NIH Selects Emory to Join National Precision Medicine Research Effort
Thursday, August 31st, 2017
The National Institutes of Health has chosen Emory University to join the All of Us Research Program, a national effort with more than 25 collaborating institutions charged with advancing research into precision medicine. Emory is part of the SouthEast Enrollment Center network, which also includes the University of Miami Miller School of Medicine, Morehouse School of Medicine, and the OneFlorida Clinical Research Consortium led by the University of Florida.
The All of Us Research Program aims to gather data over time from more than one million people in the United States, with the goal of accelerating research and improving health. Researchers will use the data for studies on a variety of health conditions, to learn more about the impact of individual differences in lifestyle, environment, and biological makeup.
The SEEC network will help extend the geographic coverage of the All of Us program to the southeastern states of Georgia and Florida and will strengthen its reach within underserved communities, including lower-income, Hispanic and Latino, African American, American Indian, and rural communities.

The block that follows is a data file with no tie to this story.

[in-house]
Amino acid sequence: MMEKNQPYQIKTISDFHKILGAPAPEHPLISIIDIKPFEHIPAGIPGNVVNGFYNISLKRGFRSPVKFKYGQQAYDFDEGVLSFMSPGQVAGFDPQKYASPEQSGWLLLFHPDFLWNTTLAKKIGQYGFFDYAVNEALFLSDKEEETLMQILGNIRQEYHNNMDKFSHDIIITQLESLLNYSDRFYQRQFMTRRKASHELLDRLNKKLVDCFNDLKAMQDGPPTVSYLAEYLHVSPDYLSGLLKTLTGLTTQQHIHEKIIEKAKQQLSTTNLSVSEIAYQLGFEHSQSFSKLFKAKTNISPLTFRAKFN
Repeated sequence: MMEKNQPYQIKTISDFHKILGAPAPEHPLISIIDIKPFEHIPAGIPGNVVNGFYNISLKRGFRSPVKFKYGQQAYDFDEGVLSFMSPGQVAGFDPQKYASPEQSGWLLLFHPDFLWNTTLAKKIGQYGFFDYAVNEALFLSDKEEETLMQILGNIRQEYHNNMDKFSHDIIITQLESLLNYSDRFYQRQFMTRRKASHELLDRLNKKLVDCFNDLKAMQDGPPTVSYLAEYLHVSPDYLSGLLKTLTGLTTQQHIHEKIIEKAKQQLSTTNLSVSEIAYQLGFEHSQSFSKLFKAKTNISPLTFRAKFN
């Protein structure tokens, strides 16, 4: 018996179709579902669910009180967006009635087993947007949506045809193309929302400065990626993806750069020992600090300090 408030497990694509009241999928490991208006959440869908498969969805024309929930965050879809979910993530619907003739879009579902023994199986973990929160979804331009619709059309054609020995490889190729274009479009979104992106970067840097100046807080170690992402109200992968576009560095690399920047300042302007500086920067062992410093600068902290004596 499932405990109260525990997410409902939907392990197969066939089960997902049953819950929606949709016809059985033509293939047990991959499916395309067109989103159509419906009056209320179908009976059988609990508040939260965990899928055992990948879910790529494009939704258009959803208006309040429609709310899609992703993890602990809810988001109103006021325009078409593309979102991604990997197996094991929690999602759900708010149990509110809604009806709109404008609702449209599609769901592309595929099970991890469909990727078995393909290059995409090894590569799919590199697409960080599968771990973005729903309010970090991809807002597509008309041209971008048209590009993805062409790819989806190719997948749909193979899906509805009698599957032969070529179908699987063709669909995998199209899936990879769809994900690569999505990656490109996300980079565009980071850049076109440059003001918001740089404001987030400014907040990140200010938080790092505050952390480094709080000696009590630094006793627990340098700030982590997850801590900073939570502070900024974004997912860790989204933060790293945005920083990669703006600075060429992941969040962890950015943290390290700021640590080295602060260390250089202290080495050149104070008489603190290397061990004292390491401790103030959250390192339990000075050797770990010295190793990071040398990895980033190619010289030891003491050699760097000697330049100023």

Michael Zwick, PhD, will lead Emory's participation in the SEEC network. He is Assistant Vice President for Research in Emory's Woodruff Health Sciences Center and Associate Professor of Human Genetics and Pediatrics. The Emory team includes faculty members from the School of Medicine, including Drs. Arshed Quyyumi, Greg Martin, James Lah, and Andrew Post, in addition to Dr. Alvaro Alonso from the Rollins School of Public Health.
Emory will obtain informed consent and enroll participants from the state of Georgia in support of the All of Us Research Program. Ongoing engagement of program participants will also be a critical function supported by this award.
"This is a very exciting, collaborative project, and we look forward to working with our SEEC network partners to discover new information about diverse, and often underrepresented populations that can help us more precisely prevent and target disease," says Zwick. "This program has the potential to speed the ongoing transformation of our healthcare systems, empower individuals to actively manage their health and healthcare, and promote critical research that can improve the lives and health of the people of Georgia."
Other new awardees include the Southern All of Us Network, including institutions in Alabama, Louisiana and Mississippi, and All of Us, Wisconsin. The All of Us Research Program plans to continue building the network of health care provider organizations over time to engage a participant community that reflects the geographic, ethnic, racial and socioeconomic diversity of the country. The network includes regional medical centers, community health centers, and U.S. Department of Veterans Affairs medical centers.